Modernization Theory Of Industrialization And Development

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Modernization theory can be viewed as a description and explanation of the routes of transformation from underdeveloped societies to modern societies. It is the process of change towards those types of social, economic, and political systems such as those that have developed in Western Europe and North America from the seventeenth century to the nineteenth and have then spread to some European countries and in the nineteenth and twentieth centuries to the South American countries, Asian countries and in some African countries. The theory of modernization has been argued to be one of the major perspectives in the sociology of national development and underdevelopment since the 1950s. Main attention has focused mostly on the ways in which past…show more content…
Industrialization are the main ingredients in the processes of economic growth. So, Modernization theorists basically study the social, political, and cultural consequences of economic growth and the conditions that are important for industrialization and economic growth to take place. It is worth noting that modernization does not necessarily refer simply to becoming current or up to date but to specific processes of societal changes in the course of national development. It is also important to note that though modernization, industrialization and development are mostly used interchangeably however they actually refer to different situations. Modernization is a much broader term than industrialization, whereas development can be argued to be a more general term. Industrialization generally involves the use of power to mechanize production and it also involves growth in manufacturing, wage labour, levels of income and occupational variation. Industrialization on the other hand may or may not be present in situations where there is political, social and cultural modernization and conversely, it may exist in the absence of other aspects of modernization. Similar to industrialization, development indicates economic growth, however not through transformation from the pre-dominance of primary production to manufacturing and…show more content…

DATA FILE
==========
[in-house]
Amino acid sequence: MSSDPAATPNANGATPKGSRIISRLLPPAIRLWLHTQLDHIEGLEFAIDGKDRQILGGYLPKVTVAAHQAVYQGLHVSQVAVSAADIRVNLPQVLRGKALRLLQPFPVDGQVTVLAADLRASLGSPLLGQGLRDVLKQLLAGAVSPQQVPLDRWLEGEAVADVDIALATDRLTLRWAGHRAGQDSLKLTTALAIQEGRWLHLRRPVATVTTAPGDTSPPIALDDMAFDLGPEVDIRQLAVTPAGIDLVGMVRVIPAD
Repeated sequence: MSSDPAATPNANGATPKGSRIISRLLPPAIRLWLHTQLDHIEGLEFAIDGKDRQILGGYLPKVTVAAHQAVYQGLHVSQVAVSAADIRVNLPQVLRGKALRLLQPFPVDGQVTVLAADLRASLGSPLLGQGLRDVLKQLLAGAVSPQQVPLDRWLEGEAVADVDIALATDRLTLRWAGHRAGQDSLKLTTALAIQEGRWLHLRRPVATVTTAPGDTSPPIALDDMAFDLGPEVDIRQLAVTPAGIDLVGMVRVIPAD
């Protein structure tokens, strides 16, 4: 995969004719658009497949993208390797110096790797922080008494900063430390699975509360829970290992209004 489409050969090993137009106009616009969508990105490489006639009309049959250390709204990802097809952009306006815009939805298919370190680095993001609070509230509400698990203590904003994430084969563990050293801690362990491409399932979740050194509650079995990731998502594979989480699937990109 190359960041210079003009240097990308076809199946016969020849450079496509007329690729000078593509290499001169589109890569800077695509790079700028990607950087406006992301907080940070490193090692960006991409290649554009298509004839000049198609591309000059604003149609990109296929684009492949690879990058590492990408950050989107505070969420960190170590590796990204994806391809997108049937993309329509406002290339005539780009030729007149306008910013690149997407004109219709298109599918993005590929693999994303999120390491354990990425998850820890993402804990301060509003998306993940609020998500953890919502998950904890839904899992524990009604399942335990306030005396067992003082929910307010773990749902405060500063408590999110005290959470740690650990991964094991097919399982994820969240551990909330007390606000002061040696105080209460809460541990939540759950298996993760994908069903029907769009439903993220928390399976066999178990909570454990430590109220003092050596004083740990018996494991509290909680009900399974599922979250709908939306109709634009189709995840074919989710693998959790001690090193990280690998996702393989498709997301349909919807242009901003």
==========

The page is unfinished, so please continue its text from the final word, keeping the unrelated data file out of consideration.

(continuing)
Kinship ties are weaker, and nuclear conjugal family systems prevail. Birth-rates and death rates are lower, and life expectancy is relatively longer. Politically, the society would becomes more participatory in decision-making processes, and typical institutions include universal suffrage, political parties, a civil service bureaucracy, and parliaments. Traditional sources of authority are weaker as bureaucratic institutions assume responsibility and power. More importantly, economically, there is more industrialization, technical upgrading of production, replacement of exchange economies with extensive money markets, increased division of labour, growth of infrastructure and commercial facilities, and the development of large-scale markets. Associated with these structural changes are cultural changes in role relations and personality variables. Social relations are more bureaucratic, social mobility increases, and status relations are based less on such inscriptive criteria as age, gender, or ethnicity and more on meritocratic criteria. There is a shift from relations based on tradition and loyalty to those based on rational exchange, competence, and other universally applied criteria. People are more receptive to change, more interested in the future, more
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